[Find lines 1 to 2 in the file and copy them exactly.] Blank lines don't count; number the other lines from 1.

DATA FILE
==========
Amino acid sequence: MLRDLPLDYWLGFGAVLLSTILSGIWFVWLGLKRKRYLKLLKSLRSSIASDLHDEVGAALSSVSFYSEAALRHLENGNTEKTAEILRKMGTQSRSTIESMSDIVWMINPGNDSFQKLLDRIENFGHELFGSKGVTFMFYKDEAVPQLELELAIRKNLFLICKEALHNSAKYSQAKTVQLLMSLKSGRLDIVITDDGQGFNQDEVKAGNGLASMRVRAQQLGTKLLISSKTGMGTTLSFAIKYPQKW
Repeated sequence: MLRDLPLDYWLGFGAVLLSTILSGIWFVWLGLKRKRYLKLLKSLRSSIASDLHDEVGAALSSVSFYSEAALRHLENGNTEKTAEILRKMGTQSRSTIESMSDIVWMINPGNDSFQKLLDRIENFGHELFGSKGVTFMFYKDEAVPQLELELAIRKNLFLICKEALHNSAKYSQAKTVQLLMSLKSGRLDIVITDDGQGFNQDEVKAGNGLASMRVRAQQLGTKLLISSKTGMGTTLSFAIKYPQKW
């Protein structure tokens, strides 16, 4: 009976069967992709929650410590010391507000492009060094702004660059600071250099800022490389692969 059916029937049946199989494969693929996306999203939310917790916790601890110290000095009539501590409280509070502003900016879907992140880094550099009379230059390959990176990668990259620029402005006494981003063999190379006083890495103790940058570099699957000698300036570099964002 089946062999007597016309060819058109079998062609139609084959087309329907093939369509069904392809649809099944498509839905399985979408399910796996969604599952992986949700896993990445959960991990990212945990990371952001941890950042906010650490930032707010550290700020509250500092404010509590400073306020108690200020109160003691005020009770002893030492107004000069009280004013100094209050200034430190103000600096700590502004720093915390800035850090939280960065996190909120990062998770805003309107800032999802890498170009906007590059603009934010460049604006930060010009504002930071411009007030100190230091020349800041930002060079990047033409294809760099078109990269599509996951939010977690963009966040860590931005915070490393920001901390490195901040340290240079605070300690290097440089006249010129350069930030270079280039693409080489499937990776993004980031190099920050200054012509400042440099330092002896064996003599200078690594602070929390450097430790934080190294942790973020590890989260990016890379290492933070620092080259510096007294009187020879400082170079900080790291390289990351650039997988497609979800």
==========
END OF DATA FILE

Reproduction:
Amino acid sequence: MLRDLPLDYWLGFGAVLLSTILSGIWFVWLGLKRKRYLKLLKSLRSSIASDLHDEVGAALSSVSFYSEAALRHLENGNTEKTAEILRKMGTQSRSTIESMSDIVWMINPGNDSFQKLLDRIENFGHELFGSKGVTFMFYKDEAVPQLELELAIRKNLFLICKEALHNSAKYSQAKTVQLLMSLKSGRLDIVITDDGQGFNQDEVKAGNGLASMRVRAQQLGTKLLISSKTGMGTTLSFAIKYPQKW
Repeated sequence: MLRDLPLDYWLGFGAVLLSTILSGIWFVWLGLKRKRYLKLLKSLRSSIASDLHDEVGAALSSVSFYSEAALRHLENGNTEKTAEILRKMGTQSRSTIESMSDIVWMINPGNDSFQKLLDRIENFGHELFGSKGVTFMFYKDEAVPQLELELAIRKNLFLICKEALHNSAKYSQAKTVQLLMSLKSGRLDIVITDDGQGFNQDEVKAGNGLASMRVRAQQLGTKLLISSKTGMGTTLSFAIKYPQKW